Dentures are a long-used oral care treatment for a variety of issues including lost or removed teeth, gum disease, tooth decay, and other maladies. As a refresher, dentures are removable synthetic teeth and gums that are custom fit to your mouth. Dentures are created with a hard resin combined with flexible plastic that closely resemble existing teeth.
Millions of people wear dentures to help correct problems like these, and dentures can also help a person speak clearer, eat a greater variety of foods, and bring back a confident smile. However, there is often confusion or debate on how dentures should be used and cared for. One look at an old adage might provide an answer.
Wherever it came from, the saying, “Take care of your dentures and your dentures will take care of you” is sage wisdom. Routine maintenance is a smart strategy for anything and dentures are no different. Regular cleaning and routine checkups will significantly improve their lifespan.
It’s really quite simple: Clean dentures are happy dentures. Rinse them with a soft toothbrush and always keep the entire inside of your mouth clean as well. If your dentures are not in your mouth, store them submerged in clean water. But what about duration; is there a recommended number of hours to wear dentures?
Wear them wisely
Even if you are the most disciplined and detailed in keeping your dentures clean, you must also pay close attention to how long you wear them. Most importantly, do not wear your dentures 24 hours a day, especially when you sleep. In fact, make this rule part of your denture lexicon: Stop wearing dentures while you sleep.
Is it really that big a deal to keep dentures in place after hitting the sack? It is, and here’s why:
Our jaw bones receive direct stimulation to grow from the process of chewing. Bone loss, then, is a natural result of tooth loss. Dentures cannot replicate this stimulation and since they put a lot of pressure on gums, continuous use of dentures has the ability to accelerate jawbone loss. Taking your dentures out at night greatly relieves pressure on gums.
Left unchecked, dentures are also prime breeding ground for disease-causing bacteria and fungi, irritation in the mouth, and unfavorable odors within the mouth. None of those are good things but removing dentures at night removes the habitat that nasty microorganisms need to breed and wreak havoc.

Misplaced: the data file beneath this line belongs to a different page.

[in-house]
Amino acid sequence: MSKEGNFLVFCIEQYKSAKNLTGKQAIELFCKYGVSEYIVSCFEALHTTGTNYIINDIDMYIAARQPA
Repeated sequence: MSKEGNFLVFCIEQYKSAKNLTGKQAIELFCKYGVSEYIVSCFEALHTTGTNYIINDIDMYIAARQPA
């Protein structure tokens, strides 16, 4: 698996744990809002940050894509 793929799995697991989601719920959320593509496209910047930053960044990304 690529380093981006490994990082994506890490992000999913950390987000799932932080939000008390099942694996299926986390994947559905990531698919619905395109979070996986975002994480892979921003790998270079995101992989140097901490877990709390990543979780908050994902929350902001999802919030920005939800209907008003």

Disease and other health issues
Sleeping with dentures in place is also a fast track to gum or oral yeast infections and inflammation that can contribute to diseases in other parts of the body. Good oral hygiene cannot be stressed enough in its ability to reduce the risk of serious illness.
Consider a recent study with more than 500 randomly selected nursing home residents. The study revealed that seniors who wore their dentures overnight were more than twice as likely to be hospitalized or even die from pneumonia as those who removed their dentures. Of important note is the fact that breathing is one of the main drivers in elderly people of transporting bacteria from the mouth to the lungs.
Practice good oral hygiene
In addition to removing your dentures at night, you should develop and maintain all-around responsible oral health practices:
- Remove dentures after eating and rinse with clean water before returning them to your mouth
- Brush dentures daily with a soft-bristled brush and non-abrasive soap like dish soap or dental cleanser
- Clean your gums and tongue every day
- Soak your dentures in a denture-specific cleanser to give them a thorough cleaning and remove any debris you couldn’t reach with your toothbrush
- Be sure to clean your dentures in a solution of warm water, not hot—hot water can damage the surface of dentures
- When cleaning, ensure the dentures are fully submerged in the solution
- When your dentures are removed from your mouth for an extended time, store them in an alkaline peroxide-based mix or at the very least, clean water
Remember, if you wear full or partial dentures, removing them at night is critical to give your gums and other important oral tissue a chance to rest and recover. This also helps dramatically extend the fit of your dentures and their lifespan.
For more information on dentures’ effect on sleeping, contact Albion Dental at (626) 387-3044 or albiondentalglendora.com.